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Iranian press review: Russia to modernise Iran's outdated oil and gas industry

Meanwhile, Savak informant linked to dissidents killed under shah dies, the judiciary prosecutes MP who revealed the 'SUV-gate' corruption case, and plane tickets are hard to find
An Iranian man passes by the oil equipment during the International Oil, Gas, and Petrochemical Exhibition in Tehran, Iran, May 17, 2023.
By MEE correspondent in Tehran

More Russian firms invest in Iran

A delegation of 28 Russian oil, gas and petrochemical companies will visit Iran to increase the cooperation between the two countries and assist Iran by sharing knowledge for improving "the efficiency of the oil, gas, and energy industry", the ISNA news agency reported.

Years of international sanctions on Iran have left its oil and gas industry in dire need of renovation and up-to-date technology.

According to ISNA, Russian firms would participate in Iran's oil fair and present their technology for drilling and maintenance for wells, as well as modern devices used for oil transfer systems and the loading and unloading of petrochemical products.

Following the sanctions Western countries have imposed on Russia due to the war in Ukraine, Tehran and Moscow have rapidly increased their collaboration in industrial, economic and military fields.

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Last year, Iranian officials announced that Russian oil and gas companies would increase their investment in Iran from $4bn to $40bn. 

Shah's intelligence informant dies in Colombia

The death of Amir Hossein Fetanat, an informant who collaborated with Savak, the infamous intelligence service under the last shah of Iran, brought back memories of the execution of a journalist and poet, Khosrow Golsorkhi, before the 1979 revolution.

Fetanat died on 6 May in Colombia, but the news of his death only reached Iran days later. Several outlets used the occasion to recall leftist Iranian journalist and poet Khosrow Golsorkhi who was killed by a firing squad in 1974, along with his comrade Keramat Daneshian, for allegedly plotting to kidnap crown prince Reza Pahlavi.

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Fetanat's death has attracted attention in Iran because Golsorkhi was killed due to the informant's collaboration with the intelligence service.

Some Iranian outlets reported Fetanat's death under the headlines such as "The death of Judas, the traitor" and "He wanted to be like Che Guevara, but became his killer".

"What life has in store can be so strange. Fetanat died on the same day as Gary Prado Salmon, the Bolivian officer who arrested Che Guevara," wrote Khabar Online columnist Zahra Ali Akbari.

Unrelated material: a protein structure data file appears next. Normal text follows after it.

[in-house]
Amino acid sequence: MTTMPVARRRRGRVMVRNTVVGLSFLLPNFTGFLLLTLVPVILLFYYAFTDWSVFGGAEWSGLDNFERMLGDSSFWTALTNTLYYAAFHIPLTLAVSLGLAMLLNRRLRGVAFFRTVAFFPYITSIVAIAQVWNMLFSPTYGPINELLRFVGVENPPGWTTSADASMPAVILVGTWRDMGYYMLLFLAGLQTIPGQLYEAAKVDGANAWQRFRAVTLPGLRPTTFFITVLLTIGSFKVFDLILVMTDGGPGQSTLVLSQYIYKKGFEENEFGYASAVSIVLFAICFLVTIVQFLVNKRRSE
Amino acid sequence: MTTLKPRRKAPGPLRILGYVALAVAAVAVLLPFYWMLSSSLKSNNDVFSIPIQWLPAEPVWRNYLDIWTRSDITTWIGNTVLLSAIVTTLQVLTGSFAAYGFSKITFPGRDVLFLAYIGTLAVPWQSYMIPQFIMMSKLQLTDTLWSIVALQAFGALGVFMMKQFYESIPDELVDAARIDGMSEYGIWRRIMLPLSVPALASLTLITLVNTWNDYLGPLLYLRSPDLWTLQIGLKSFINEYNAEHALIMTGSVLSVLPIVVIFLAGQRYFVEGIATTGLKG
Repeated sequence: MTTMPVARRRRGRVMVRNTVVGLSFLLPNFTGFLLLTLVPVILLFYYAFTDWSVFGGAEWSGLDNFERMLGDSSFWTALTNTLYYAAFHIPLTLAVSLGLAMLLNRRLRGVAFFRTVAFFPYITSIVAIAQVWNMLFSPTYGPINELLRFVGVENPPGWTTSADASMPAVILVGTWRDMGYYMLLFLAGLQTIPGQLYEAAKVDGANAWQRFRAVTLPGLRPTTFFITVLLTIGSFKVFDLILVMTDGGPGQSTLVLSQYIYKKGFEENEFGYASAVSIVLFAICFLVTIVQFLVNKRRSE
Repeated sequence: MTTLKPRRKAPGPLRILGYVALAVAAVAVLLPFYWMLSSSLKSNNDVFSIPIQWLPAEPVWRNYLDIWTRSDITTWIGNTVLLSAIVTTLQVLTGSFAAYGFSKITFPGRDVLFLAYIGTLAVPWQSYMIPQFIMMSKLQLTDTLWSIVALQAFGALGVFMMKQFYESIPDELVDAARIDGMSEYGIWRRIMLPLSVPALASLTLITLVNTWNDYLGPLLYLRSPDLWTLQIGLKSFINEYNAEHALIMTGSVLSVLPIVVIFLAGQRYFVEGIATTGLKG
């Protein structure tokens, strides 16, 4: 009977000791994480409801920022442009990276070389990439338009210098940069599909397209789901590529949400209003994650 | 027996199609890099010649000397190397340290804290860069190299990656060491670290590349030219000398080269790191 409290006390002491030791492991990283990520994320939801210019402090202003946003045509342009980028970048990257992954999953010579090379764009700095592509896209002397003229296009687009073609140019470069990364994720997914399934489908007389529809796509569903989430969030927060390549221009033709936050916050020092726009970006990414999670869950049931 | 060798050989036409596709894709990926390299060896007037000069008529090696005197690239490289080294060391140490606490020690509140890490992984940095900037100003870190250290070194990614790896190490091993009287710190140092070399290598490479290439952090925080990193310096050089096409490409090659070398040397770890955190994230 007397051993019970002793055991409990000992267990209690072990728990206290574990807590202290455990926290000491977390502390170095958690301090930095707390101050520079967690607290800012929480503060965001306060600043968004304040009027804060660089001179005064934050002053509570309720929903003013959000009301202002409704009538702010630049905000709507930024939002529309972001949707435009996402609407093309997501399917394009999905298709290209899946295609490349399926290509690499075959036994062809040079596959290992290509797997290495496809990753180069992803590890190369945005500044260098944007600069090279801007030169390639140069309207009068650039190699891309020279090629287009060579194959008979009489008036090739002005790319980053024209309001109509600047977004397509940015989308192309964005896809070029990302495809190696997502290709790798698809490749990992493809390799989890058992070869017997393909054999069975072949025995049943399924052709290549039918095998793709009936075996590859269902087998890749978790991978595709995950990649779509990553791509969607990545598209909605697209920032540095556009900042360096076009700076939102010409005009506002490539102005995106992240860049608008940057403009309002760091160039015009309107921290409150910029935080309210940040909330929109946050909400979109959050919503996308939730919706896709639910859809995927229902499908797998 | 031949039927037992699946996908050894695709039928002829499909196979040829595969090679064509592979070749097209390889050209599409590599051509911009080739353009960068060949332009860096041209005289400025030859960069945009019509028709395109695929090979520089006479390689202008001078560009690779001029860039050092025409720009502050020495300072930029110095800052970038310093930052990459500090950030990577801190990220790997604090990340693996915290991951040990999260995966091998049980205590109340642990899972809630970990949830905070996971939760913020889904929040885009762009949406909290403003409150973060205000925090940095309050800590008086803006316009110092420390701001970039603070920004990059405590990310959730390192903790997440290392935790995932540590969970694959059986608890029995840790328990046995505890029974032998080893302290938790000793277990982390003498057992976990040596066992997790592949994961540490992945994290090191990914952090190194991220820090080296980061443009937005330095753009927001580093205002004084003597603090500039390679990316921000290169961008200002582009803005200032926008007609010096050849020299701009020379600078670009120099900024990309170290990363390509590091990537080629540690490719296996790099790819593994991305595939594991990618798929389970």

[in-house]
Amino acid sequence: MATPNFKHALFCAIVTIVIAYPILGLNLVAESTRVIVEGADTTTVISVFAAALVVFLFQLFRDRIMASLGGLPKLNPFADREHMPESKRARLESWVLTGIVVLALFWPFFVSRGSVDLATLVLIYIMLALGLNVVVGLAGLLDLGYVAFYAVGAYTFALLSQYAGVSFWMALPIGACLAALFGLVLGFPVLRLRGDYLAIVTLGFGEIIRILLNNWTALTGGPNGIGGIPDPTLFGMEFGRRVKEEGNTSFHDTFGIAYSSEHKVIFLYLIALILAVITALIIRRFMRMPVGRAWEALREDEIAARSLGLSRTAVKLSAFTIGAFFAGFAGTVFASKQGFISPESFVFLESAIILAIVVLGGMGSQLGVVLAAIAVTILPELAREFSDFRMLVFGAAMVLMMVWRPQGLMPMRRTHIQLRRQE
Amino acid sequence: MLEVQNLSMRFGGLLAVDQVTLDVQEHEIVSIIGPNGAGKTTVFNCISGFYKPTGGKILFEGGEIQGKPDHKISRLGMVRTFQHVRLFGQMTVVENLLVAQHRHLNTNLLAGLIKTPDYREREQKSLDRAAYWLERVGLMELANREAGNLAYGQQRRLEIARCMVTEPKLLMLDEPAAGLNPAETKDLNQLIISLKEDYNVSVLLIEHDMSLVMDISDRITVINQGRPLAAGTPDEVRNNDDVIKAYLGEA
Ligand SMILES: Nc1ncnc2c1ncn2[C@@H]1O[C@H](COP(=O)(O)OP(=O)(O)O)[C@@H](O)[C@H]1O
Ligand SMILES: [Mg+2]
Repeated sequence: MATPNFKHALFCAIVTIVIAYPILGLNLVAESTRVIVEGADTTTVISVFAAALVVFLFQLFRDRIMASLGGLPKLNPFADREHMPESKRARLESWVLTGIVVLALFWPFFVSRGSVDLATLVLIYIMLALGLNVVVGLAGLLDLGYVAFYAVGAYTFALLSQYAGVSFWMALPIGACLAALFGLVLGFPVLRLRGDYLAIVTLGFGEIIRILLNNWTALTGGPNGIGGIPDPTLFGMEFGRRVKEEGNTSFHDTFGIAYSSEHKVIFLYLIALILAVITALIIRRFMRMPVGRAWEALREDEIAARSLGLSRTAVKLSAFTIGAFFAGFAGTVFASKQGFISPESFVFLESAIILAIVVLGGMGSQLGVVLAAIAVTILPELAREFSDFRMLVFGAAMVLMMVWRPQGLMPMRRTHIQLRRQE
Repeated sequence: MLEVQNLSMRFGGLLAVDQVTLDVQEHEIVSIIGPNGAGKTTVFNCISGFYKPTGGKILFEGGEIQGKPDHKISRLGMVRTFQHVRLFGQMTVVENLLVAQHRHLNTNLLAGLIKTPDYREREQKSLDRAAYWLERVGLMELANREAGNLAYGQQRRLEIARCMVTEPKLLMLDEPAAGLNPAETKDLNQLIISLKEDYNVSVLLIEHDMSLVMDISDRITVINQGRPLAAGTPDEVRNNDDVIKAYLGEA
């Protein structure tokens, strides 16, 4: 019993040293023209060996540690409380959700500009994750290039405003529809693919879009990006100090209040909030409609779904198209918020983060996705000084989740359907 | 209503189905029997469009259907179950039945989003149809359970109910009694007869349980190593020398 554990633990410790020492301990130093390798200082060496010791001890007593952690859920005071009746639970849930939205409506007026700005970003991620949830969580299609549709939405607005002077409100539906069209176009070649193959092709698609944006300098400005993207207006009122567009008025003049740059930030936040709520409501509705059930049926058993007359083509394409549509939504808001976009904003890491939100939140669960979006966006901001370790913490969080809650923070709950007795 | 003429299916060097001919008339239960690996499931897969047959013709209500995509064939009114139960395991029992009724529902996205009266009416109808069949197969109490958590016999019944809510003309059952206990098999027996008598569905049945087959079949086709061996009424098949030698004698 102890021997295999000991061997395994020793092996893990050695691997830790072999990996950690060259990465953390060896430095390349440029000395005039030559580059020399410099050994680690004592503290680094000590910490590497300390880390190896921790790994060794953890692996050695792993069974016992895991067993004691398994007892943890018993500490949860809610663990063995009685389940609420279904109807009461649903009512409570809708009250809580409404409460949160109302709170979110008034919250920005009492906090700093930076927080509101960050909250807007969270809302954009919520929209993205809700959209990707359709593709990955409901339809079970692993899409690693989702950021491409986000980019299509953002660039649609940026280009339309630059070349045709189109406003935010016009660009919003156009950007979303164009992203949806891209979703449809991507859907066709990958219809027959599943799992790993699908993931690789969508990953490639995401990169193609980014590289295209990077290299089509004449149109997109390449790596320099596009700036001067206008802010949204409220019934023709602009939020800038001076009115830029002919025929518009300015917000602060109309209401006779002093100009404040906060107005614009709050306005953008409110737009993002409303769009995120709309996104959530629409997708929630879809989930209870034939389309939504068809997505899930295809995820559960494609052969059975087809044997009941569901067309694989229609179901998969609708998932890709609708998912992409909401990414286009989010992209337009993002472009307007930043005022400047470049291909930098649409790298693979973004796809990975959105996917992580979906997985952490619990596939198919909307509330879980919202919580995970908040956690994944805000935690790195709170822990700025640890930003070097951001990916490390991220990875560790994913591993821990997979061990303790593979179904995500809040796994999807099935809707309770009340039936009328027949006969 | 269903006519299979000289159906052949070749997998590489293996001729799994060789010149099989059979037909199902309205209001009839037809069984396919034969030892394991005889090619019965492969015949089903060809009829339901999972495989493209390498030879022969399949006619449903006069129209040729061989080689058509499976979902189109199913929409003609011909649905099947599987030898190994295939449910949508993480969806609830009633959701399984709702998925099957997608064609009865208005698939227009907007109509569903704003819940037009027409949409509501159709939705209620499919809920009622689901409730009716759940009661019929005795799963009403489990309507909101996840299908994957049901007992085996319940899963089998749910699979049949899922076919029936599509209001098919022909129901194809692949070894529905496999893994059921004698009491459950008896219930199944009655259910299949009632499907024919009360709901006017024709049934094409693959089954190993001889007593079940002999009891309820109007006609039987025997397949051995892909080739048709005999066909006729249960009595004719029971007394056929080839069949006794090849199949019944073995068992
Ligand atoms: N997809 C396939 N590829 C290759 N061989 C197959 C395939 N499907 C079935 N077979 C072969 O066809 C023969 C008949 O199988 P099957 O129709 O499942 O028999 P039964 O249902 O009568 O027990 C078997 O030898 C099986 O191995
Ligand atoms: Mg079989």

The authorities, both under the shah and the Islamic Republic, imposed informal bans on praising Golsorkhi because of his leftist ideology; however, he is highly respected among intellectuals and opposition activists.  

Fetanat began collaborating with the Savak when he served a two-year prison sentence for his political activism.

After prison, he remained in contact with members of an intellectual circle that supported the guerrilla movement in Iran. He betrayed them in 1974.

MP who revealed SUV bribery charged 

Ahmad Alireza Beigi, a member of parliament from the city of Tabriz, was charged with "making baseless claims" about a corruption case related to bribing legislators with SUV cars, Iran's judiciary official news agency Mizan reported.

On Tuesday, Mizan wrote that Alireza Beigi offered his last defence in court and was released on bail, without providing further details on his case. 

Alireza Beigi was the first legislator who revealed the corruption case, dubbed "SUV-gate" in Iran, in which the country's Ministry of Industry, Mines and Business had allegedly offered 75 SUV cars to lawmakers to save a former minister from impeachment.

It was later revealed that high-ranking officials in several ministries, state organisations and the presidential administration were also among those who had received the SUVs.

Ehsan Arkani, a legislator from the city of Neyshabur and an investigator appointed by President Ebrahim Raisi, had also confirmed that the SUV cars were delivered to officials.

Shortage of airline tickets

A few weeks after testing a domestically built aeroplane engine in the presence of President Ebrahim Raisi, local media reported a severe shortage of plane tickets and a 100 percent increase in the prices for some domestic flights due to an ageing fleet and a lack of spare parts and engines.

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Since Raisi took office in 2021, he kicked off a propaganda campaign about his cabinet's national project to manufacture passenger planes despite international sanctions. 

Iran's aviation industry has been under sanctions since the 1979 revolution.

On Saturday, Iran's civil aviation organisation said in a statement that the country needed at least 550 planes to meet domestic air travel demand, while there were only 170 functioning planes in the country's fleet.

The statement added that "low ticket prices" were another reason for the high demand from Iranians travelling domestically by plane. According to the civil aviation organisation, the prices of domestic flights have remained the same during the past two years, despite soaring inflation.

However, the Tasnim news agency, one of Raisi's leading supporters, rejected the claims by the government aviation organisation and wrote that ticket prices increased last year between five and 30 percent on different routes.

*Iranian press review is a digest of news reports not independently verified as accurate by Middle East Eye.

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